versão impressa ISSN 1516-1439
Mat. Res. vol.13 no.3 São Carlos jul./set. 2010
Marina Xavier Pisani*; Cláudia Helena Lovato da Silva; Helena de Freitas Oliveira Paranhos; Raphael Freitas Souza; Ana Paula Macedo
Dental Material and Prosthodontics, Ribeirão Preto Dental School, Ribeirão Preto, SP, Brazil
This study evaluated heat-polymerized (HPR) and microwave-polymerized acrylic resins (MPR), after immersion in water, 1% hypochlorite and Ricinus communis solution (RC). Knoop hardness, color alteration, roughness and flexural strength tests were performed after obtaining the specimens and after time intervals of 15 (T15) and 183 (T183) days. Variations in data (Δ) were submitted to ANOVA and Tukey tests (P = 0.05). For ΔT15 HPR there was greater variation in hardness when immersed in water (P = 0.00) and for MPR, after immersion in RC (P = 0.00). RC caused the greatest variation in roughness (P = 0.015). Color alteration was not significant (P = 24.46). Hypochlorite caused a decrease in flexural strength (P = 0.37). After ΔT183, hypochlorite and RC caused a decrease in HPR hardness value (P = 0.00). MPR showed the greatest variation in roughness (P = 0.01). HPR presented the most color alteration after immersion in RC (P = 0.214). Hypochlorite and RC caused the lowest flexural strength values for MPR (P = 0.89). RC caused alterations in resin properties, and was not shown to be superior to hypochlorite.
Keywords: acrylic resin, Ricinus communis, properties
Denture care is indispensable for maintaining general health, particularly in elderly patients who cannot brush their dentures adequately because of disease, dementia and poor dexterity. In addition to esthetic concerns, the lack of satisfactory hygiene can cause biofilm accumulation and oral infections such as denture stomatitis1,2. Dentures can be cleaned with mechanical and chemical cleansers. An ideal denture cleanser should have bactericidal and fungicidal properties, be simple to use, effectively remove organic and inorganic matter from denture surfaces, and be compatible with all denture materials3. However, no currently available product fulfills all these requirements, thus the search for new products is welcome and necessary.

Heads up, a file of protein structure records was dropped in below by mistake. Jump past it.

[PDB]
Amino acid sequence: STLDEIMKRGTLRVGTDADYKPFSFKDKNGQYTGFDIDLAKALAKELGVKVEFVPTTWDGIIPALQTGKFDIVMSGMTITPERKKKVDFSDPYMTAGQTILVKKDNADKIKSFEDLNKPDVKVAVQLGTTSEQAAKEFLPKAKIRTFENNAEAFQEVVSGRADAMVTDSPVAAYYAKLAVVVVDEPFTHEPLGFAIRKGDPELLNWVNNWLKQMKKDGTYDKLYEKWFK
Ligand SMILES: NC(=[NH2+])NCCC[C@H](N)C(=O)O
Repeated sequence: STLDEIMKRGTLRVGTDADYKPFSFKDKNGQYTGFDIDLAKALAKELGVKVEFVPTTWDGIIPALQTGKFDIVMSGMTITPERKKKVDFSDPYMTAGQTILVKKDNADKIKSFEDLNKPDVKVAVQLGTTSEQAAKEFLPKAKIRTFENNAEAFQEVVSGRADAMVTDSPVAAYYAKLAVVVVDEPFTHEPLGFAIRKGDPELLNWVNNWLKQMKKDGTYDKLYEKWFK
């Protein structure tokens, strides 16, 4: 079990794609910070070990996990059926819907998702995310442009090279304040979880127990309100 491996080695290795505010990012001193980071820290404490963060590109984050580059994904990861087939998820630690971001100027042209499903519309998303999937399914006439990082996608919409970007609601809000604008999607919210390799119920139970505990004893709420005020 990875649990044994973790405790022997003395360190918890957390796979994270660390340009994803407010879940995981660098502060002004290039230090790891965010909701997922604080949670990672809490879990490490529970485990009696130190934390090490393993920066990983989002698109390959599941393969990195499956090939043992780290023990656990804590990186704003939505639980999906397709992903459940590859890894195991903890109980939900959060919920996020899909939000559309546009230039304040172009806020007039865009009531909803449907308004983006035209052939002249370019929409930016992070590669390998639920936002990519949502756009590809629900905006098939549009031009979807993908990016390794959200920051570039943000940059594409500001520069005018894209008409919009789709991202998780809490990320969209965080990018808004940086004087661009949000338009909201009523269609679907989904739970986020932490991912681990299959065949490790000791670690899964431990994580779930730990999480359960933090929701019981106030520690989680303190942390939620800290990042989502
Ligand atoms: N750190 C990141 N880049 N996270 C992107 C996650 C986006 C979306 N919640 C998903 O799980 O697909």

It is of clinical importance to determine whether denture cleansers alter the properties of acrylic resins. Some authors have concluded that the daily use of denture cleanser can affect the properties of denture acrylic resin4. Denture base polymers are susceptible of color change5 if the cleaning solutions are not correctly used. The surface roughness is of great clinical relevance since it can affect biofilm formation and make it difficult to remove6. Hardness is another relevant acrylic resin property, since it shows whether a material has softened over time. Acrylic denture base fracture is a common problem and occurs during function because of base deformation and consequent resin fatigue7. Immersion in denture cleansers and disinfectant solutions may decrease the flexural strength of acrylic resins8,9.
With regard to the available denture cleansers, sodium hypochlorite is one of the oldest and most widely used disinfectants10. It has both bactericidal and fungicidal properties, because it acts directly on the organic matrix of the plaque. However this solution has several disadvantages, such as bad odor, bad taste and it whitens the denture base10.
The Ricinus communis solution has been used in Endodontics and Periodontology11,12, due to its biocompatibility, as well as antimicrobial and anti-inflammatory activities11-13. This solution has good characteristics for use in denture hygiene, since it has a powerful detergent action, antimicrobial activity because of the capacity to break the sugar molecules from the cell walls of pathogenic yeasts and it does not have an unpleasant color and odor. Therefore, an experimental solution of 2% Ricinus communis was prepared as denture cleanser and the purpose of this study was to evaluate the effect of this new solution on hardness, roughness, color alteration and flexural strength of a microwave-polymerized acrylic resin and a conventional heat polymerized acrylic resin after long periods of immersion. The null hypothesis was that the properties of acrylic resin would not change after immersion in Ricinus communis solution.